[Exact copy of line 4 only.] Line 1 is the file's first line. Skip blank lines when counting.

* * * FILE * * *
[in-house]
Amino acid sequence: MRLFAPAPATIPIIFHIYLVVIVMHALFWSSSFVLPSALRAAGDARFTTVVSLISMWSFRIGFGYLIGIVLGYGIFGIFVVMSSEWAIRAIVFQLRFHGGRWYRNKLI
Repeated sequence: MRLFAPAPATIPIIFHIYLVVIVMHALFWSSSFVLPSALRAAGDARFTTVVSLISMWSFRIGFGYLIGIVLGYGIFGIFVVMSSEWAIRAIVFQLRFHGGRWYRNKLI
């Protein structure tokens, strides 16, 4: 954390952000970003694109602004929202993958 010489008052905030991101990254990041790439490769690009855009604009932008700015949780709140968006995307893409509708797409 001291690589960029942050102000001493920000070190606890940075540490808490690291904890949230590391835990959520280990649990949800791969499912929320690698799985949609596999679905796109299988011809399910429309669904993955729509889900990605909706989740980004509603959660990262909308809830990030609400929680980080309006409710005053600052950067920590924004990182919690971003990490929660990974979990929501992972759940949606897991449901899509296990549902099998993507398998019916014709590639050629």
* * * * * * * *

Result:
């Protein structure tokens, strides 16, 4: 954390952000970003694109602004929202993958 010489008052905030991101990254990041790439490769690009855009604009932008700015949780709140968006995307893409509708797409 001291690589960029942050102000001493920000070190606890940075540490808490690291904890949230590391835990959520280990649990949800791969499912929320690698799985949609596999679905796109299988011809399910429309669904993955729509889900990605909706989740980004509603959660990262909308809830990030609400929680980080309006409710005053600052950067920590924004990182919690971003990490929660990974979990929501992972759940949606897991449901899509296990549902099998993507398998019916014709590639050629």